In our daily meditations, we are looking at the many supernatural acts of the Lord Jesus. Today we have the healing of a man with dropsy:
1One Sabbath, when Jesus went to eat in the house of a prominent Pharisee, he was being carefully watched. 2There in front of him was a man suffering from dropsy. 3Jesus asked the Pharisees and experts in the law, "Is it lawful to heal on the Sabbath or not?" 4But they remained silent. So taking hold of the man, he healed him and sent him away. 5Then he asked them, "If one of you has a son or an ox that falls into a well on the Sabbath day, will you not immediately pull him out?" 6And they had nothing to say (Luke 14:1-6).
Luke tells us that Jesus was invited by a “prominent Pharisee.” The Pharisees were known for their opposition to him, yet the Lord still reached out to them around a table of food. The Greek word translated carefully watched means to watch on the side or to watch insidiously. In other words, they were watching out of the corner of their eyes, hoping to catch Jesus on something He said or did. It was a Sabbath, so was this a setup? I don’t believe that this Pharisee had this man’s health as the motive.
Let’s try to enter the life and pain of the man with dropsy. In our day, this condition is called edema. It is a swelling up of parts of the body to grotesque sizes, due to fluid buildup. We could say that he was drowning in his body fluid. Edema is often caused by organ failure, the heart, kidney or liver. With such a sickness, he was not far from death. Luke does not tell us what parts of his body had swelled up, but it was visible to all who were there. If it were in the legs, he would have found it very difficult to walk or even to stand. He was not cared for by the religious crowd; their only interest was to use him to trap Jesus. The Lord saw the ambush coming. This poor, sick man was just the bait in the trap of the Pharisees. The conventional thinking of the religious elite concerning the poor, sick, and ill, was that their sin was being visited on them by God.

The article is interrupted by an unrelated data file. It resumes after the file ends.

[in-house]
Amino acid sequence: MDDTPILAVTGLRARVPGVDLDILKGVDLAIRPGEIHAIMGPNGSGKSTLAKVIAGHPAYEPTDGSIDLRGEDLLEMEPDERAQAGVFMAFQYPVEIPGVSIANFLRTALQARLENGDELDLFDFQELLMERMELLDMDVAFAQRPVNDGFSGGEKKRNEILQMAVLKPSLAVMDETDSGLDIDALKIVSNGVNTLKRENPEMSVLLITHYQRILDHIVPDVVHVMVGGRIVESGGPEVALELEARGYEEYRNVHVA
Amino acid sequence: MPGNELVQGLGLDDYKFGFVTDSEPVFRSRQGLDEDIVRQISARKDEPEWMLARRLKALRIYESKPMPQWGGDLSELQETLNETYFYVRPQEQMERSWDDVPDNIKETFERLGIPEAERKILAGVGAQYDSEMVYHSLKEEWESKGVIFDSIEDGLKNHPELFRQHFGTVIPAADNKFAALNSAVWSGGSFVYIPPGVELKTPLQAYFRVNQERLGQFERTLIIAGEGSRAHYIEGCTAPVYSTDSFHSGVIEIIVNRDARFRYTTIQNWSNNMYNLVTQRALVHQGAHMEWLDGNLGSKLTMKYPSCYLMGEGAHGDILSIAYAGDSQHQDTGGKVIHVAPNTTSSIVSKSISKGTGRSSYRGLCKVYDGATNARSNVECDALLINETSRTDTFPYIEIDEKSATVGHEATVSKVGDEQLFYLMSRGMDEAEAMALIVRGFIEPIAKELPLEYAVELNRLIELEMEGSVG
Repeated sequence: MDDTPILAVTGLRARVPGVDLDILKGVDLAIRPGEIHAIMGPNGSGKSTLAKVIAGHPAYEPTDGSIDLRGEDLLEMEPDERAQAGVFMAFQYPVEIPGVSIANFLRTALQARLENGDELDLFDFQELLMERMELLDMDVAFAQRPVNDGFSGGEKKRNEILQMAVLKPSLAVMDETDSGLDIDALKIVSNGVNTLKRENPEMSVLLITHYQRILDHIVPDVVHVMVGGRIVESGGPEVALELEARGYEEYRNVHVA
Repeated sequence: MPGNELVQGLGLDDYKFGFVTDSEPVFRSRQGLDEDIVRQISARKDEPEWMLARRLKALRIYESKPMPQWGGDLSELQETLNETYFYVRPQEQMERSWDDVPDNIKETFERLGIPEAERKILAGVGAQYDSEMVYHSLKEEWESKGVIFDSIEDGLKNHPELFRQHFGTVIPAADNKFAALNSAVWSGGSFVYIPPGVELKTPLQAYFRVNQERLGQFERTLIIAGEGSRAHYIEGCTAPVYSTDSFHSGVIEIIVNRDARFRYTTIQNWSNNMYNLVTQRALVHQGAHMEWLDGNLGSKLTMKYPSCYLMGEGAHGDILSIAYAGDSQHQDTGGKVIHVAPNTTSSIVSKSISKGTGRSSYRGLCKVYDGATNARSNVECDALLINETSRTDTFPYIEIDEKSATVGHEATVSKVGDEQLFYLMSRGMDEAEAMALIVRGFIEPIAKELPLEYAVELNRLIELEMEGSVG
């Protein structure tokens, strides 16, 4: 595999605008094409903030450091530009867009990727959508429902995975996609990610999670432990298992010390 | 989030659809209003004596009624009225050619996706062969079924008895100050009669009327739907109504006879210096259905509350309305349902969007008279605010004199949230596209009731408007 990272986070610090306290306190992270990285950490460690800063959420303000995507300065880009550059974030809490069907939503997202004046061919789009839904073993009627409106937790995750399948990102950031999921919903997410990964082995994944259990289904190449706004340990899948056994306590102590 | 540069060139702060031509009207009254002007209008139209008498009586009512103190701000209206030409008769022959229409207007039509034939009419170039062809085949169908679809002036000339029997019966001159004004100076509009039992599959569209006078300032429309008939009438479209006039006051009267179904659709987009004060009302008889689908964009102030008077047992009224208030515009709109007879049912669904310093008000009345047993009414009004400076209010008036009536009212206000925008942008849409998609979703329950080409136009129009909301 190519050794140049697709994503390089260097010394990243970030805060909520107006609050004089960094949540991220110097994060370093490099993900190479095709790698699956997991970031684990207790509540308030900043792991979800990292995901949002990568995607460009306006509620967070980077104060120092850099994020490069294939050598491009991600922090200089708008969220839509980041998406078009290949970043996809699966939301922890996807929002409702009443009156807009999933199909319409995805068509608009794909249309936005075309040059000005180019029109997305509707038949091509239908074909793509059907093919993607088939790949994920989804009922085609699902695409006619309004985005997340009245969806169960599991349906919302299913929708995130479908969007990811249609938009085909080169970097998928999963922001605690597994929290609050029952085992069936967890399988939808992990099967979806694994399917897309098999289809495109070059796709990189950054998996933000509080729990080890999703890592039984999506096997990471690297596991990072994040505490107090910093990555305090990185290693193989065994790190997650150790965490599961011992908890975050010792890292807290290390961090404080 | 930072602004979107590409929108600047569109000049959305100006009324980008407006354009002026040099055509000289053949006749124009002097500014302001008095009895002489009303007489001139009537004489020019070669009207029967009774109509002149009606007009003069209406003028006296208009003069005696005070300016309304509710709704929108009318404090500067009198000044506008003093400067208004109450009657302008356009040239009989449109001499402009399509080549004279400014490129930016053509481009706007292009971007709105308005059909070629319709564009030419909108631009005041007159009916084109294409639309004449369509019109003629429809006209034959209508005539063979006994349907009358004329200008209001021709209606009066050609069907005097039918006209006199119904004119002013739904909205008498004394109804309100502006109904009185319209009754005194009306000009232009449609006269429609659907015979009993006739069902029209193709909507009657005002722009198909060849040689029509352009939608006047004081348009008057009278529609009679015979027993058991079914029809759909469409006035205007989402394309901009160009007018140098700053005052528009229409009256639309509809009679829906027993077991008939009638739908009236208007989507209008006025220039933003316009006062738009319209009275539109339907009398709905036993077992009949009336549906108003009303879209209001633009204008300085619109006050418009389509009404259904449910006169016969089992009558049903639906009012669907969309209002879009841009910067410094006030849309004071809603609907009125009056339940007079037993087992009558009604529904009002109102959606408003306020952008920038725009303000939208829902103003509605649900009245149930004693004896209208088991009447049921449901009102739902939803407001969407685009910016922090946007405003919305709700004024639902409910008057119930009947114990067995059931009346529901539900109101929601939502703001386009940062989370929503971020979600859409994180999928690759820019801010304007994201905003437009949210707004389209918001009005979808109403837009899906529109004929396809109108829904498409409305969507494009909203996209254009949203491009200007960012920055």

Christ's heart went out to the man. He would not compromise His value that people come first. People are precious to Jesus. What would He do? The room grew very quiet as Jesus took up their challenge. The Pharisees believed that one could only help someone on the Sabbath if that person's life were in danger of being lost.
Jesus shifted the focus of attention from Himself to the Pharisees and the lawyers gathered. The Lord has a way of asking a question to open a person's heart. Looking around at them, He said, "Is it lawful to heal on the Sabbath or not?" (v. 3). The Greek word translated as lawful means to be authorized, permitted, or is it proper? He wasn't asking if it was legitimate according to the law of Moses. He was asking them to give their opinion on what was appropriate. They did not anticipate this question. They were perplexed as to how to respond. If they would have spoken up against healing on the Sabbath in front of this very needy man, the state of their calloused hearts would be revealed. Neither did they want to permit Him to heal on the Sabbath after thinking they had Him in their trap. They knew that the Scriptures has no limitations to acts of compassion on the Sabbath.
4But they remained silent. So taking hold of the man, he healed him and sent him away. 5Then he asked them, "If one of you has a son or an ox that falls into a well on the Sabbath day, will you not immediately pull him out?" 6And they had nothing to say (Luke 14:4-6).
Jesus appealed to their common sense, saying that if their animal were drowning in a well, wouldn't they get it out? He was first appealing to their economic need, implying that they would have to buy another ox if they wanted to plow their fields. Then, again, if their son had fallen down a well and was drowning, wouldn't they do what they could to save their son from drowning? This man before them was drowning in his fluid, and he was someone's son. Shouldn't this son be released from drowning? The passage ends with Luke telling us that they had nothing to say. How cold-hearted false religion can be. Keith Thomas